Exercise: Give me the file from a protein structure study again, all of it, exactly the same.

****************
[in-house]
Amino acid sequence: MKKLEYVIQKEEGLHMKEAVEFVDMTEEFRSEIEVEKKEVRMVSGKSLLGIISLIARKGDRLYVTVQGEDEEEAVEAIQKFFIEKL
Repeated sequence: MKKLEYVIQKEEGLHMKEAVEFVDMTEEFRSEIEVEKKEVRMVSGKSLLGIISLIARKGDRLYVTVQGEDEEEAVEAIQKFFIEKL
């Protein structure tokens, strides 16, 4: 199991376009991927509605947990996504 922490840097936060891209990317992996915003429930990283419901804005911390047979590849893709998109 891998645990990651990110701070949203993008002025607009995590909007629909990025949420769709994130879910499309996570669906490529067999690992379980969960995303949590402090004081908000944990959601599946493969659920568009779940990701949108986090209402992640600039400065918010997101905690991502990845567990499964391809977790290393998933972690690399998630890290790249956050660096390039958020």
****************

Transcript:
[in-house]
Amino acid sequence: MKKLEYVIQKEEGLHMKEAVEFVDMTEEFRSEIEVEKKEVRMVSGKSLLGIISLIARKGDRLYVTVQGEDEEEAVEAIQKFFIEKL
Repeated sequence: MKKLEYVIQKEEGLHMKEAVEFVDMTEEFRSEIEVEKKEVRMVSGKSLLGIISLIARKGDRLYVTVQGEDEEEAVEAIQKFFIEKL
């Protein structure tokens, strides 16, 4: 199991376009991927509605947990996504 922490840097936060891209990317992996915003429930990283419901804005911390047979590849893709998109 891998645990990651990110701070949203993008002025607009995590909007629909990025949420769709994130879910499309996570669906490529067999690992379980969960995303949590402090004081908000944990959601599946493969659920568009779940990701949108986090209402992640600039400065918010997101905690991502990845567990499964391809977790290393998933972690690399998630890290790249956050660096390039958020």